College students have pressures.  They enter college with traditional Christian values, and most of them leave college having abandoned their faith under the onslaught of four years of intellectual bombardment of secular philosophies, coming out believing nothing.

The Answer to Pressure Is Passion.

It does not take the mind of a physicist to know that pressure must be overcome by pressure.  And, in this case, we call the overcoming pressure: passion for God!  If your passion for God is greater than the pressures of the world, you win every step of the way.  Every falling into sin and yielding to the world’s pressures is preceded by a decline of passion for the things of God.

If there is one common denominator amongst all conquering saints, it is this: they are all in a daily hot pursuit of God.  All of their desires, ambitions, and motives are thrown into a big box called the will of God, and anything that does not fit into the will of God’s box is brushed aside and considered wood, hay, and stubble, waiting to be burned up on that great Judgment Day.

When Jesus died on the cross, the veil of the temple was rent in two, and every man was bidden to enter the holy of holies to live there forever in intimate fellowship with God.  It is there where our passion for the Triune God is heated to red and white-hot, consuming all of our other passions, desires, and motives, to ever behold the beauty of his holiness.  With this divine inferno in the human heart, this zeal for God, the burning of the soul for the things of eternity, all the pressures in the world become as if they are nothing but earthly irritations waiting for their day of absolute doom.

You take a man with such fire for God, when he is asked to sacrifice Sunday worship for work in the office, he has nothing but a quick and powerful, “Thanks but no thanks,” rolling out of his heart.  Such men see ever so clearly that on Judgment Day, when the books will be opened, they will be judged not by how they pleased their boss but by how they fulfilled their divine priestly role as spiritual heads of their families.  When there is such passion for God, the working man will be drawn to prayer meeting as a bee is drawn to a pot of honey.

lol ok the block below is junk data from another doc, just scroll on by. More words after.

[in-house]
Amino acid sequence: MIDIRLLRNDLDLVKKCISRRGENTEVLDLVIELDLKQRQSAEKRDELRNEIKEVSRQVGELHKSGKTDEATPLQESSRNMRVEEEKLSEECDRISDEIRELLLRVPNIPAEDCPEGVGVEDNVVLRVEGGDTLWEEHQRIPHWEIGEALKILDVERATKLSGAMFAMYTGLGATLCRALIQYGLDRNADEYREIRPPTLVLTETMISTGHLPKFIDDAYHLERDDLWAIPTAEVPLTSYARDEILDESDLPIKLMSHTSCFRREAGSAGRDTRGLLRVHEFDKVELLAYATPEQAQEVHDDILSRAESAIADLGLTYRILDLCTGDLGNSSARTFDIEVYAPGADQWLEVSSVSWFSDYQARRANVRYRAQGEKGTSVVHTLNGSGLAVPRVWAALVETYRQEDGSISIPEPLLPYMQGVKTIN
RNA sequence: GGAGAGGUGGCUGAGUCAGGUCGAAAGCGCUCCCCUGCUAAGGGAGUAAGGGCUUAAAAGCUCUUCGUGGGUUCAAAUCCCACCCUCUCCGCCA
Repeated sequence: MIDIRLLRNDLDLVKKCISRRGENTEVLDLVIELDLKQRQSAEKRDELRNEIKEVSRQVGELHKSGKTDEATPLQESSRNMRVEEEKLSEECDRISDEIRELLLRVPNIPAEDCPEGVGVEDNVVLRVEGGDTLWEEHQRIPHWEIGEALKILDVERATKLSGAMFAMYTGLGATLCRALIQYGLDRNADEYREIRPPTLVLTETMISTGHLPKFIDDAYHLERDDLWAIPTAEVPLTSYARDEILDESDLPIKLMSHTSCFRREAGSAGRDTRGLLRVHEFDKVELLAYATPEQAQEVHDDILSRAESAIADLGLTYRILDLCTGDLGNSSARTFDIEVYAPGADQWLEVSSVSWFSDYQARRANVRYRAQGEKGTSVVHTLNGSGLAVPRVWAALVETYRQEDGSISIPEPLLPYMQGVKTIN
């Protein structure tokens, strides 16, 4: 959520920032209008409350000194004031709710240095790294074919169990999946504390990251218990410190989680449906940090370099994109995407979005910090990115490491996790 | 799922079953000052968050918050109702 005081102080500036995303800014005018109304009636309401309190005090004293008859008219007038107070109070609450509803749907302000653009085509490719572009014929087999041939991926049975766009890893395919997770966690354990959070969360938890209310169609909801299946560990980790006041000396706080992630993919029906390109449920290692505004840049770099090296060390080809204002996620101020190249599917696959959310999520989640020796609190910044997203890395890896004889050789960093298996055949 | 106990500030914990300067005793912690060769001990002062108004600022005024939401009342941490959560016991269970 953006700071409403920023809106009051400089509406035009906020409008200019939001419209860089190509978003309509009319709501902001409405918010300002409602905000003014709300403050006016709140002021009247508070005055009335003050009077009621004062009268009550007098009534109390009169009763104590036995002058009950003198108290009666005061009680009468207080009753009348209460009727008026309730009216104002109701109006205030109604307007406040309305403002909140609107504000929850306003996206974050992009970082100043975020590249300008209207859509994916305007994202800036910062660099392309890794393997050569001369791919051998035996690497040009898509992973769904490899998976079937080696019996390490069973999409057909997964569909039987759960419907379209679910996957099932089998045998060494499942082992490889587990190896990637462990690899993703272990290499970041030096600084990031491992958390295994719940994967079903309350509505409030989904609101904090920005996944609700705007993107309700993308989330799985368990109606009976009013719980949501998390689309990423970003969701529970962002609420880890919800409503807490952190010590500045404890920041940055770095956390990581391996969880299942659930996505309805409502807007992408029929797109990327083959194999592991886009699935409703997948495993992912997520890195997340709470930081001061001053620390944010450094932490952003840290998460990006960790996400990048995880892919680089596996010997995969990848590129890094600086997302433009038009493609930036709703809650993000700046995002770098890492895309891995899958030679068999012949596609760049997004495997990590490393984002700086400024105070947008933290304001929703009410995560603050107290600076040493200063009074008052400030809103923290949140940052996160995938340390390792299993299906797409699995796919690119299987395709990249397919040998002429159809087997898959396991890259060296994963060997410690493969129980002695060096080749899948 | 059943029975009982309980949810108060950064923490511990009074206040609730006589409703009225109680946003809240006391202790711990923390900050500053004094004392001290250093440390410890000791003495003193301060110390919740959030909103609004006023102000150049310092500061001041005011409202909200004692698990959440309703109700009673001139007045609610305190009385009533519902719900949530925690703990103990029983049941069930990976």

When a housewife is passionately in love with God, the pressures of the requests of her not-so-godly children to have the things of the world will seem no more than the little tugs of a two-year-old on a mother’s skirt.  Such mothers of passion have their goals set to “Train up a child in the way he should go” (Prov. 22:6), and they will be so fixed upon that goal that all whimpers, whinings or fussings will be rebuked before they can raise the slightest speck of sympathy.  Such women know that there is no higher calling for a mother than full-time motherhood.  They know that such a calling rises above women lawyers, women doctors, women scientists, and women newscasters.

The answer to the pressures of the world is a passion for God that leads to lives of absolutely no compromise with the world, to lives that kill even all of the best of King Agag’s sheep and goats and, yes, even Agag himself (1 Sam. 15:1–9).  Such passion for God is of the Holy Spirit and will not deny Jesus at the fires outside of the high priest’s home.

Such passion for God will keep our college students from buckling under secular pressures and will bring them out of college having brought unbelievers to conviction or having set other students ablaze for God!  Such passion for God will create college students who are more concerned with the lost state of their classmates than with their grade point averages.